Supporting Ourselves and Each Other After Tragedy


Dear Students, Colleagues and Community Members:

Saturday’s beautiful graduation day closed with the news of a horrific mass shooting in Buffalo, NY. While hate-fueled violence has had an insidious presence in our lives, this event has hit us closer to home. As therapists, we are concerned for your psychological well-being, the risk of stigma caused or reinforced by sensationalized media and the continued struggle for the right to live free of violence and fear based on your identity. 

Many of you may have close connections with those lost in this tragedy. Black and brown students may feel disillusionment or fear leaving your home as a result of this. We urge you to carefully consider the news you consume, particularly photo and video coverage that can present a risk of not only trauma, but desensitization. We all have different ways of coping, but we ask you to consider connecting with others at this time. The last several years have created distance - physically and emotionally - and most of us have struggled as a result. Let this not be another event that reinforces distance. Please call our office for referrals or services as needed. 

We have started to see many references to the perpetrator’s mental health. Based on the information available, and consistent with research, hate-filled ideology caused this person to commit this act, not mental illness. Contextual factors, not diagnosis, have been cited as playing a much bigger role in someone’s risk of behaving violently. To be certain, we encourage our community members to report concerns about behavior. However, we ask you to suspend judgment about the cause of the behavior and refer your concerns to those responsible for threat assessment and behavior intervention.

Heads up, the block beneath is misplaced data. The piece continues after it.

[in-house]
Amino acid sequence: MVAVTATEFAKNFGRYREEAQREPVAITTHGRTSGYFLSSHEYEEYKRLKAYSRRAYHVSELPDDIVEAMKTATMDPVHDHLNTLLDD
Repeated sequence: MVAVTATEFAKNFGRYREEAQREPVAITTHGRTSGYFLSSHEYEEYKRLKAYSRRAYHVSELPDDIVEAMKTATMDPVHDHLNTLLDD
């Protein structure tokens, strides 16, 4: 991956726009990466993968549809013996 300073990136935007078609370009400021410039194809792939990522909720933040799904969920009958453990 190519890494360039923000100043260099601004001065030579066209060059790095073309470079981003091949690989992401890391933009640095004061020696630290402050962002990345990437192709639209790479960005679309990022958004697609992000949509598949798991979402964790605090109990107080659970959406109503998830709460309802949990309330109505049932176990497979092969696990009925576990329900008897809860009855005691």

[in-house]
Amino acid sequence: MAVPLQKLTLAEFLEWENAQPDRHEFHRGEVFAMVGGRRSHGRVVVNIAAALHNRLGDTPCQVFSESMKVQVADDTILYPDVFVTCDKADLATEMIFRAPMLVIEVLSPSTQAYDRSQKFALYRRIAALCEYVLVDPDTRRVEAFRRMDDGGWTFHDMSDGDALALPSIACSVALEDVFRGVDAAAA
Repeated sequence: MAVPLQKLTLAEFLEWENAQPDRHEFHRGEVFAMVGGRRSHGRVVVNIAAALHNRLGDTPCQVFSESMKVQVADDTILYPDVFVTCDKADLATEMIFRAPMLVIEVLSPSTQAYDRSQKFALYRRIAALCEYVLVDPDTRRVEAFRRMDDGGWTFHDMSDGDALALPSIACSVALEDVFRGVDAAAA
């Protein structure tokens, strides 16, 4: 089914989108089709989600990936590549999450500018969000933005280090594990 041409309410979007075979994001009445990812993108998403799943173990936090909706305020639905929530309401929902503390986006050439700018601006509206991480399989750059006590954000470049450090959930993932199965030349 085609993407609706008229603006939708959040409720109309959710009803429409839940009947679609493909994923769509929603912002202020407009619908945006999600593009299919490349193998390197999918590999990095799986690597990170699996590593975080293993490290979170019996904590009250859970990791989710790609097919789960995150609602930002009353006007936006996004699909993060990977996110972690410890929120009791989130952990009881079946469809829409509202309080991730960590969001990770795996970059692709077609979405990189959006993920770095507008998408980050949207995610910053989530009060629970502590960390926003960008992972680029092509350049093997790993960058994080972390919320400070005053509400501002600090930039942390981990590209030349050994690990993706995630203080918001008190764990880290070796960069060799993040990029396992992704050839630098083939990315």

We have all been exposed to biased jokes, stereotypes and ideological statements that may be perceived as “harmless”. We ask our community members to be attentive to the normalization and sometimes validation that can come from our laughter or our silence. It is easy to fall into the cynical acceptance of these events as the status quo - “it is what it is”. As mental health practitioners, we have a unique opportunity to intimately learn about the worlds of so many people we might never otherwise encounter. In doing so, it allows us to affirm the humanity and complexity of our fellow human beings, and to reject overt generalizations and stereotypes. We have the good fortune of having hope for our future, and we have faith that you will discover it as well. Seek your community - for support or to offer comfort - none of us should have to do this alone. 

Helpful links:
Mass shootings

Understanding race-related trauma:
Self-care for people of color after racial trauma
Educating white americans of racism
Racial trauma recovery

10 tips for coping with disaster
A Loving Reminder: When The News Is Difficult (Therapy For Black Girls)